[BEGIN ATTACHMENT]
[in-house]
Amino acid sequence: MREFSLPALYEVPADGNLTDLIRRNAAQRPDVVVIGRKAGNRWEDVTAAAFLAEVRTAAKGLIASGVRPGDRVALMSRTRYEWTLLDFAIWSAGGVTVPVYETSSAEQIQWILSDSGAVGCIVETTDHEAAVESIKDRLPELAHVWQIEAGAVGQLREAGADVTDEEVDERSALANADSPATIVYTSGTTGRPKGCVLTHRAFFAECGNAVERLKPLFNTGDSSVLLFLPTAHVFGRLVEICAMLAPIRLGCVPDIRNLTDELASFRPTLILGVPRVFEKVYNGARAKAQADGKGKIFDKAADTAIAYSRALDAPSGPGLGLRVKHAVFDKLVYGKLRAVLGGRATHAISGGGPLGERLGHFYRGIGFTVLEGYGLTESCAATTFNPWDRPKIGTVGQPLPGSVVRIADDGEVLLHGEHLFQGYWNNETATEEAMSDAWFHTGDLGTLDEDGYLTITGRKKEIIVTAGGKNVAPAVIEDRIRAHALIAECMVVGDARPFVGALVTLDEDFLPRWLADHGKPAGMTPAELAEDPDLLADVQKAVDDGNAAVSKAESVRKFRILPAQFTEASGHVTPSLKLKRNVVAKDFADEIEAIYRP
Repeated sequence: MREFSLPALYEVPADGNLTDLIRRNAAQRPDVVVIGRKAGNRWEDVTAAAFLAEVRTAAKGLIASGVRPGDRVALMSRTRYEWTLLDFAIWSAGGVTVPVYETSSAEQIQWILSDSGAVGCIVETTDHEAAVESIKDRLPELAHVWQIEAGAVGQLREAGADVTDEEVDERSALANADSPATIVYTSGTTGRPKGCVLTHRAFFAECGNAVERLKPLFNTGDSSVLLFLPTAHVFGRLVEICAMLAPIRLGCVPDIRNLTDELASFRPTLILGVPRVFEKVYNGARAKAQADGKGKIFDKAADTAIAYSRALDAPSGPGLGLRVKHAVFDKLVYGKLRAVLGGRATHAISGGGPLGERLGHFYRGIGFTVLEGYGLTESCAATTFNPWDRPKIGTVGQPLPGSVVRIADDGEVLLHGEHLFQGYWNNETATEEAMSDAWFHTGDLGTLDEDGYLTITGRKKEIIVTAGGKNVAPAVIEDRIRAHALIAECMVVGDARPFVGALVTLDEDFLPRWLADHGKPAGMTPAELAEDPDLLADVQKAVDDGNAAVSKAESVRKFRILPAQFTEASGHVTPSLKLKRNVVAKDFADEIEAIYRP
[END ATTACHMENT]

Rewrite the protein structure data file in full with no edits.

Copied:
[in-house]
Amino acid sequence: MREFSLPALYEVPADGNLTDLIRRNAAQRPDVVVIGRKAGNRWEDVTAAAFLAEVRTAAKGLIASGVRPGDRVALMSRTRYEWTLLDFAIWSAGGVTVPVYETSSAEQIQWILSDSGAVGCIVETTDHEAAVESIKDRLPELAHVWQIEAGAVGQLREAGADVTDEEVDERSALANADSPATIVYTSGTTGRPKGCVLTHRAFFAECGNAVERLKPLFNTGDSSVLLFLPTAHVFGRLVEICAMLAPIRLGCVPDIRNLTDELASFRPTLILGVPRVFEKVYNGARAKAQADGKGKIFDKAADTAIAYSRALDAPSGPGLGLRVKHAVFDKLVYGKLRAVLGGRATHAISGGGPLGERLGHFYRGIGFTVLEGYGLTESCAATTFNPWDRPKIGTVGQPLPGSVVRIADDGEVLLHGEHLFQGYWNNETATEEAMSDAWFHTGDLGTLDEDGYLTITGRKKEIIVTAGGKNVAPAVIEDRIRAHALIAECMVVGDARPFVGALVTLDEDFLPRWLADHGKPAGMTPAELAEDPDLLADVQKAVDDGNAAVSKAESVRKFRILPAQFTEASGHVTPSLKLKRNVVAKDFADEIEAIYRP
Repeated sequence: MREFSLPALYEVPADGNLTDLIRRNAAQRPDVVVIGRKAGNRWEDVTAAAFLAEVRTAAKGLIASGVRPGDRVALMSRTRYEWTLLDFAIWSAGGVTVPVYETSSAEQIQWILSDSGAVGCIVETTDHEAAVESIKDRLPELAHVWQIEAGAVGQLREAGADVTDEEVDERSALANADSPATIVYTSGTTGRPKGCVLTHRAFFAECGNAVERLKPLFNTGDSSVLLFLPTAHVFGRLVEICAMLAPIRLGCVPDIRNLTDELASFRPTLILGVPRVFEKVYNGARAKAQADGKGKIFDKAADTAIAYSRALDAPSGPGLGLRVKHAVFDKLVYGKLRAVLGGRATHAISGGGPLGERLGHFYRGIGFTVLEGYGLTESCAATTFNPWDRPKIGTVGQPLPGSVVRIADDGEVLLHGEHLFQGYWNNETATEEAMSDAWFHTGDLGTLDEDGYLTITGRKKEIIVTAGGKNVAPAVIEDRIRAHALIAECMVVGDARPFVGALVTLDEDFLPRWLADHGKPAGMTPAELAEDPDLLADVQKAVDDGNAAVSKAESVRKFRILPAQFTEASGHVTPSLKLKRNVVAKDFADEIEAIYRP